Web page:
We have just returned from a wonderful trip in the Kimberley that included 2 nights a Broome (having been there before other places called louder) lucky we swam on the day we arrived as Cable beach was closed the 2nd arvo due to a very large croc patrolling from Gantheume Point, There was lots of DEC and beach patrol people who were very vigalent and not letting anyone go near the water and 1 surfer was spoken to by the police as he ignored all others! (I have the photo but not yet the knowledge to add it to this comment)Later when we went further up (4WD) to watch the sunset the police where also warning everyone of the crocs visit.Stupidity would have been the only reason anyone could have ben hurt! It must have been the same fellow seen by the Gilmores!

Small shark seen at Cable Beach?
by: Mona

I was at Cable Beach late November/early December 2009. While standing on a small sand bar near the dead coral as the tide was coming in (it had been a really low one) a large fish with a square face swam right up below me that resembled a small shark with whiskers. It had a dorsal fin. I can't figure out what it is because my research brings it closest in appearance to two fish not found in that geography: the Nurse Shark (regular found in the Americas -- not the Grey Nurse Shark) and the Mandarin Dogfish. Anyone know what I might have seen? It was less than 1 metre in length.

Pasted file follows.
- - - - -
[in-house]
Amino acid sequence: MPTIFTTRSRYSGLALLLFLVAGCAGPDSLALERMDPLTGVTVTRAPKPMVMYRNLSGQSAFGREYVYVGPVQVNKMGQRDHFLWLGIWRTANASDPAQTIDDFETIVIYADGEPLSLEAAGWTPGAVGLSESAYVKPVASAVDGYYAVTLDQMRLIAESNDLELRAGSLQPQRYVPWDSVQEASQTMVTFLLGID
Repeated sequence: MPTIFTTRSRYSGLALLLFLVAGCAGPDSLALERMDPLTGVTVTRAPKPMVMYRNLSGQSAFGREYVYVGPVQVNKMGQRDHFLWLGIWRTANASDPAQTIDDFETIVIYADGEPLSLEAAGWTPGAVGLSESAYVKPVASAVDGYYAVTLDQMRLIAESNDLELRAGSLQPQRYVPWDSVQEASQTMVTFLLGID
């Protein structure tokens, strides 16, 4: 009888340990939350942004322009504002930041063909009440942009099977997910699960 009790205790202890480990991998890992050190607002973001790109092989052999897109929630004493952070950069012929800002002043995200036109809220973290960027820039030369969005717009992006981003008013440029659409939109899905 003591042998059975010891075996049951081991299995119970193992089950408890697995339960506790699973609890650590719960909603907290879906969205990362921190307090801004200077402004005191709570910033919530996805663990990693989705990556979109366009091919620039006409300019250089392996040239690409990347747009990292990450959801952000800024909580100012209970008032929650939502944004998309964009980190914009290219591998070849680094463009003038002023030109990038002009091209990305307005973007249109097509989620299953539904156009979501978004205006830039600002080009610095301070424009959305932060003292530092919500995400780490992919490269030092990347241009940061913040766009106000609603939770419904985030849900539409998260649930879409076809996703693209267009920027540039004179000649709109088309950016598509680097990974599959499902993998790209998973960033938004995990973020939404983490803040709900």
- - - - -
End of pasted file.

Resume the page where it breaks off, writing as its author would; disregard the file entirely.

stinging nasties
by: Anonymous

Hey there!
My partner and I are looking to travel to Cable Beach in late October - is this a bad/risky time, encountering the stinging nasties?

Irukandji
by: Birgit

Check the page about Irukandji, it has all the info you need. The link was in my original answer.

Mona - shark
by: Rob

Maybe the fish you saw was a Port Jackson Shark. They are usually that size and have a square head. They're pretty harmless.

Cable Beach
by: Luke

Hey,

A friend and I are circumnavigating Australia in January and were looking forward to Broomes Cable Beach.

Having read your article, even walking in to say knee high be unbelievably dangerous? Or is it further out where the issue is?

Croc
by: Gordon Morton

I was chased on Cable beach by a 5 metre croc for about 50 metres. That was scary. I ended up shooting it.

Large Croc
by: huggie

I watched a croc, well over four metres, trying to eat my dog near town beach.

jellyfish
by: Anonymous

I visited cable beach in September a couple of years ago and to my disappointment it was full of jellyfish! The lifeguard assured me that they were harmless, not box jellyfish and didn't bite or sting! There were lots of people in the water but I didn't feel comfortable surrounded by jellyfish! I wasn't bitten but didn't go back in the water so my week in Cable Beach wasn't as enjoyable as when I usually go in July!

Are these jellyfish there every September and are they really harmless?

Safest place in Australia to swim